Under the EJB 3.0 API, the business interface of an enterprise bean is a plain Java interface, not an EJBObject or EJBLocalObject interface. However, usage of the earlier EJBObject and EJBLocalObjectinterface types continues to be supported under EJB 3.0.
With EJB 2.0, session beans and entity beans can expose their methods to clients through two types of interfaces: a remote interface and a local interface. The 2.0 remote interface is identical to the remote interface used in the 1.1 architecture, whereby, the bean inherits from RMI, exposes its methods across the network tier, and has the same capability to interact with distributed clients.
However, the local interfaces for session and entity beans provide support for lightweight access from EJBs that are local clients; that is, clients co-located in the same EJB container. The EJB 2.0 specification further requires that EJBs that use local interfaces be within the same application. That is, the deployment descriptors for an application’s EJBs using local interfaces must be contained within one ejb-jar file.
In the EJB 1.1 architecture, session and entity beans have one type of interface, a remote interface, through which they can be accessed by clients and other application components. The remote interface is designed such that a bean instance has remote capabilities; the bean inherits from RMI and can interact with distributed clients across the network.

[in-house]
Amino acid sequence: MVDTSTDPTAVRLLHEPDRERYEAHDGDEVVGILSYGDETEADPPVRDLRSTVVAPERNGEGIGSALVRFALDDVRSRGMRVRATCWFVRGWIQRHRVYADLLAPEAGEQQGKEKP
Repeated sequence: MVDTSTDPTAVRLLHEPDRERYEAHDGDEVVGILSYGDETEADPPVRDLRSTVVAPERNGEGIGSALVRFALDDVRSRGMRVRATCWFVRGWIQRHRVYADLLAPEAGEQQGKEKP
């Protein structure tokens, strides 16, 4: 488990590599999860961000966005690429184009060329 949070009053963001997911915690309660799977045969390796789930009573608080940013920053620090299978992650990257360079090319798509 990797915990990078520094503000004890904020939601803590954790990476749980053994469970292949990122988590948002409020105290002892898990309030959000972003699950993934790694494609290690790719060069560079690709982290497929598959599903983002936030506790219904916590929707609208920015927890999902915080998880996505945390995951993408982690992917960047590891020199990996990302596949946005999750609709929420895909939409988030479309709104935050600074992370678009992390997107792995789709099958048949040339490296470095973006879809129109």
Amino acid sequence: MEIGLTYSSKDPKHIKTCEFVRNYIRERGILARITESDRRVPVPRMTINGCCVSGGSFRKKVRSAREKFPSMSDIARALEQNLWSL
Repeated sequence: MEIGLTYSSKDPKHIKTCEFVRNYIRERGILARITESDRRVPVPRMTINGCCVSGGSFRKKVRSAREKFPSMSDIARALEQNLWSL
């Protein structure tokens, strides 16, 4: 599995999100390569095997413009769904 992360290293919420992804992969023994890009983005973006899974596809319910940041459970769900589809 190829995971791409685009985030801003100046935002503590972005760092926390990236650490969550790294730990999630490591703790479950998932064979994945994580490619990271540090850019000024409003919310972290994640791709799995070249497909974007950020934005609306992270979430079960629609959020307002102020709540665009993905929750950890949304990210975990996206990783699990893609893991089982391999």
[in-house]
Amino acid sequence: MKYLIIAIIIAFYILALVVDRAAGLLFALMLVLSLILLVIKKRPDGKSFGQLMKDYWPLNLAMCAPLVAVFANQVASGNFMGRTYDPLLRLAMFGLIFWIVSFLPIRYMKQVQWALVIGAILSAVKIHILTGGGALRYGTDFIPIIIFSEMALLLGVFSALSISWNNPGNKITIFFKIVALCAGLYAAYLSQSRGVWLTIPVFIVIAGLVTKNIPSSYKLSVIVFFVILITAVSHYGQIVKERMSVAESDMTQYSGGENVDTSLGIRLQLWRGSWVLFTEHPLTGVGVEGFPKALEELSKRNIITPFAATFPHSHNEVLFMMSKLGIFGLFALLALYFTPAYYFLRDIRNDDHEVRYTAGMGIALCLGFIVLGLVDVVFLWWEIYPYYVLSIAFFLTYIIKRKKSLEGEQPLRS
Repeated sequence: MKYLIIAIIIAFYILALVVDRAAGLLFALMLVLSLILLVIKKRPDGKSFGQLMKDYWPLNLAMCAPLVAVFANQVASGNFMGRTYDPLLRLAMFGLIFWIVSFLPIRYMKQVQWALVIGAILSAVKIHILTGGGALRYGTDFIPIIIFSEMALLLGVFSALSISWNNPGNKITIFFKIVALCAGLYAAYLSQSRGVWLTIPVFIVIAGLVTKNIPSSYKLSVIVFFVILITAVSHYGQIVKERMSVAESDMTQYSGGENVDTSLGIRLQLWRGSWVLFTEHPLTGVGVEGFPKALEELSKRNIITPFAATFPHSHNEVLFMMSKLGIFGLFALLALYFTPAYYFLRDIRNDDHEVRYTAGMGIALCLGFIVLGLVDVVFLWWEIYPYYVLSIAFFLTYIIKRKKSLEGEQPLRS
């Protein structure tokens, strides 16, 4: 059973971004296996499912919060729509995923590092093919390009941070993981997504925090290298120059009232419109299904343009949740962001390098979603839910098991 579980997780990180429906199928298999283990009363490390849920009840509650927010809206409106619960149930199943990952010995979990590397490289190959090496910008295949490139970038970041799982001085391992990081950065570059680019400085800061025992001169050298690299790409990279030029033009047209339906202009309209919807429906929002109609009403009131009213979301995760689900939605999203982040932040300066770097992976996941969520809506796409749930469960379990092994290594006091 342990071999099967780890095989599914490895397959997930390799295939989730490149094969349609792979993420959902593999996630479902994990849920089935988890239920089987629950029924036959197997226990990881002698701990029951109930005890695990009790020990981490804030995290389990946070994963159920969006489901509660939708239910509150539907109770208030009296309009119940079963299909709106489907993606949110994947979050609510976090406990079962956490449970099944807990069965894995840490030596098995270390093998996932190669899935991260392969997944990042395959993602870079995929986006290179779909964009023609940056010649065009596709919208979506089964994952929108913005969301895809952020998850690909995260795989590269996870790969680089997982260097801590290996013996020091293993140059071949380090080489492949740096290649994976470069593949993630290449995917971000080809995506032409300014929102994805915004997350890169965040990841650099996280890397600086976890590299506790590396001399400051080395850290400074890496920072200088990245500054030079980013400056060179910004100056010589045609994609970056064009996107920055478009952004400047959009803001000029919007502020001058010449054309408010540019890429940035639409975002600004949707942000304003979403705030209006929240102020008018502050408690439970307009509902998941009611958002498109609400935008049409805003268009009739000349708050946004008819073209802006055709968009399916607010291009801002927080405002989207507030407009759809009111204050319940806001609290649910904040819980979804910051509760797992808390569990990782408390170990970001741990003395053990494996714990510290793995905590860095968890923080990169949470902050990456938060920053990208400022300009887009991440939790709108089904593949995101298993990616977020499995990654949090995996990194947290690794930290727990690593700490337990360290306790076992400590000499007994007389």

The local interface is a standard Java interface. It does not inherit from RMI. An enterprise bean uses the local interface to expose its methods to other beans that reside within the same container. By using a local interface, a bean may be more tightly coupled with its clients and may be directly accessed without the overhead of a remote method call.
In addition, local interfaces permit values to be passed between beans with pass by reference semantics. Because you are now passing a reference to an object, rather than the object itself, this reduces the overhead incurred when passing objects with large amounts of data, resulting in a performance gain.